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Movie Director Pleads Guilty to Defrauding the Massachusetts Film Tax Credit Program

2 min readBy: Mark Robyn

Filmmaker Daniel Adams pleaded guilty last week to several fraud charges in connection with two of his films that received taxA tax is a mandatory payment or charge collected by local, state, and national governments from individuals or businesses to cover the costs of general government services, goods, and activities. credits from Massachusetts. The state has a refundable, transferable film tax credit worth 25% of qualified expenses. Expenses for personnel such as actors, producers and directors, so called “above-the-line” expenses, are eligible for the full tax creditA tax credit is a provision that reduces a taxpayer’s final tax bill, dollar-for-dollar. A tax credit differs from deductions and exemptions, which reduce taxable income, rather than the taxpayer’s tax bill directly. in Massachusetts. Adams pleaded guilty to claiming various fraudulent expenditures. For instance, he claimed that he paid Richard Dreyfuss $2.5 million for his role in the 2009 movie The Lightkeepers, when really Dreyfuss was paid only $400,000. As a result, Adams was able to claim $3.6 million in fraudulent tax credits for the film.

Adams also filed false claims, and received an overpayment of $1.1 million, for his 2008 film The Golden Boys. Between the two films, Adams ultimately cheated the state out of $4.7 million in tax credits. The judge says Adams will be sentenced to 2-3 years in prison and 10 years of probation, and will be required to repay $4.4 million to the state.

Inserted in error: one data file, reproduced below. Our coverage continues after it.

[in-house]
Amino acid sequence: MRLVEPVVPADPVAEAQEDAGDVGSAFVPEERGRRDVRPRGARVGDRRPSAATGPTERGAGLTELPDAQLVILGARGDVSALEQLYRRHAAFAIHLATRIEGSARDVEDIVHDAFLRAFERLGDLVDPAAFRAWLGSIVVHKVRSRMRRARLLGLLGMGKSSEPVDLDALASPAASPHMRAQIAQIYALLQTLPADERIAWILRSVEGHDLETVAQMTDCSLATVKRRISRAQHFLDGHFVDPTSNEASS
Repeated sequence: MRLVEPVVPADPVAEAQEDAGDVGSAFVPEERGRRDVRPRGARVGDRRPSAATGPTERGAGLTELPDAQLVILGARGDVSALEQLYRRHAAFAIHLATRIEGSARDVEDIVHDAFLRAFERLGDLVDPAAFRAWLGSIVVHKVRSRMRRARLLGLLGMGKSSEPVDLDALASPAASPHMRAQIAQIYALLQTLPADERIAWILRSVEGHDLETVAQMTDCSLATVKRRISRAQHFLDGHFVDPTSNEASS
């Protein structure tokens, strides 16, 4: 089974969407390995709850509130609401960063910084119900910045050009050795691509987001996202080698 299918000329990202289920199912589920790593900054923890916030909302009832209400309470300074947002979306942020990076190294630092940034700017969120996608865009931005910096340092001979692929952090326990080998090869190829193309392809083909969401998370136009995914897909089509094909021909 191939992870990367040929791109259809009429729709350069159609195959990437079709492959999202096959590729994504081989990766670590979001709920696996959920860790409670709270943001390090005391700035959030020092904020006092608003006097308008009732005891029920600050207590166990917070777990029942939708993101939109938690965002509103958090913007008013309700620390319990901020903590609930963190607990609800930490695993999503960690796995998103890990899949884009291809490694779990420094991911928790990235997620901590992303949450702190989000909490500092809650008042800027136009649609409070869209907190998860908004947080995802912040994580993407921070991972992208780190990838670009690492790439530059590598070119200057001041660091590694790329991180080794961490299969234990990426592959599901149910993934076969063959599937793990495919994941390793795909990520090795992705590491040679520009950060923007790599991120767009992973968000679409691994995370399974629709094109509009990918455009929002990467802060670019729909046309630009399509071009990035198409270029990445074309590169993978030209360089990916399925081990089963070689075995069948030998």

This is not the first instance of film tax credit fraud. Iowa suspended its film tax credit program in 2009 after rampant fraud and abuse were uncovered. As we noted in 2010,

movie production incentives are bad policy whether or not fraud and creative accounting are involved. They don’t deliver on their promises and just serve to funnel public funds to film companies at the expense of taxpayers. States that offer film tax credits are caught in an unproductive arms race. When everyone is part of the incentive battle, the only winner is the film makers who can leverage states against one another.

Fortunately, a few states have begun cutting back their programs recently, but the majority of states still regularly subsidize film productions: together, states subsidized film producers to the tune of $1.4 billion in 2010. For more on why film tax credits are bad policy, see our Special Report on the topic: Movie Production Incentives & Film Tax Credits: Blockbuster Support for Lackluster Policy.